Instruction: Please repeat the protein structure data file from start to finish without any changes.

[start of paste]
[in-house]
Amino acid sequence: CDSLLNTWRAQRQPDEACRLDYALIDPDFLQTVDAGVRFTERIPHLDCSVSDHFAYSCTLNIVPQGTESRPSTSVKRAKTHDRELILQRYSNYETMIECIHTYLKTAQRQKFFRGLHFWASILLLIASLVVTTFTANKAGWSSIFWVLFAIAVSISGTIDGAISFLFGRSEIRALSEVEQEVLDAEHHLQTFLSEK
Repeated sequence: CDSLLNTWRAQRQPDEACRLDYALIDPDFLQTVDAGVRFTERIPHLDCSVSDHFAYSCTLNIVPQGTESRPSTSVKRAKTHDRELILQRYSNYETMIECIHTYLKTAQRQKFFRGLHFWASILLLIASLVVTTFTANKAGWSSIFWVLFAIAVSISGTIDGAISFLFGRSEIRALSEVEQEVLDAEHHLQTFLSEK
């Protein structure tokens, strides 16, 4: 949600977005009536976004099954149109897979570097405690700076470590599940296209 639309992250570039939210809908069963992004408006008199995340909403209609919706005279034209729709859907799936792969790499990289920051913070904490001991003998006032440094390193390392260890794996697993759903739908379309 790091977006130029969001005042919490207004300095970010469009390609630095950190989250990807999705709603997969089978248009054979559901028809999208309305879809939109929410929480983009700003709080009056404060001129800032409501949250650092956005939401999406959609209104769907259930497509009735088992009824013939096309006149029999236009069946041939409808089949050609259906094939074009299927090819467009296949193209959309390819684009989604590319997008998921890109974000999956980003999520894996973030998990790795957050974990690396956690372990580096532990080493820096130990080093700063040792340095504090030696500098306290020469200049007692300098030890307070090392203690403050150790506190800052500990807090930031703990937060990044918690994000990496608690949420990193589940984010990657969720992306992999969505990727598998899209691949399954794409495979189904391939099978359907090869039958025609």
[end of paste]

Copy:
[in-house]
Amino acid sequence: CDSLLNTWRAQRQPDEACRLDYALIDPDFLQTVDAGVRFTERIPHLDCSVSDHFAYSCTLNIVPQGTESRPSTSVKRAKTHDRELILQRYSNYETMIECIHTYLKTAQRQKFFRGLHFWASILLLIASLVVTTFTANKAGWSSIFWVLFAIAVSISGTIDGAISFLFGRSEIRALSEVEQEVLDAEHHLQTFLSEK
Repeated sequence: CDSLLNTWRAQRQPDEACRLDYALIDPDFLQTVDAGVRFTERIPHLDCSVSDHFAYSCTLNIVPQGTESRPSTSVKRAKTHDRELILQRYSNYETMIECIHTYLKTAQRQKFFRGLHFWASILLLIASLVVTTFTANKAGWSSIFWVLFAIAVSISGTIDGAISFLFGRSEIRALSEVEQEVLDAEHHLQTFLSEK
């Protein structure tokens, strides 16, 4: 949600977005009536976004099954149109897979570097405690700076470590599940296209 639309992250570039939210809908069963992004408006008199995340909403209609919706005279034209729709859907799936792969790499990289920051913070904490001991003998006032440094390193390392260890794996697993759903739908379309 790091977006130029969001005042919490207004300095970010469009390609630095950190989250990807999705709603997969089978248009054979559901028809999208309305879809939109929410929480983009700003709080009056404060001129800032409501949250650092956005939401999406959609209104769907259930497509009735088992009824013939096309006149029999236009069946041939409808089949050609259906094939074009299927090819467009296949193209959309390819684009989604590319997008998921890109974000999956980003999520894996973030998990790795957050974990690396956690372990580096532990080493820096130990080093700063040792340095504090030696500098306290020469200049007692300098030890307070090392203690403050150790506190800052500990807090930031703990937060990044918690994000990496608690949420990193589940984010990657969720992306992999969505990727598998899209691949399954794409495979189904391939099978359907090869039958025609």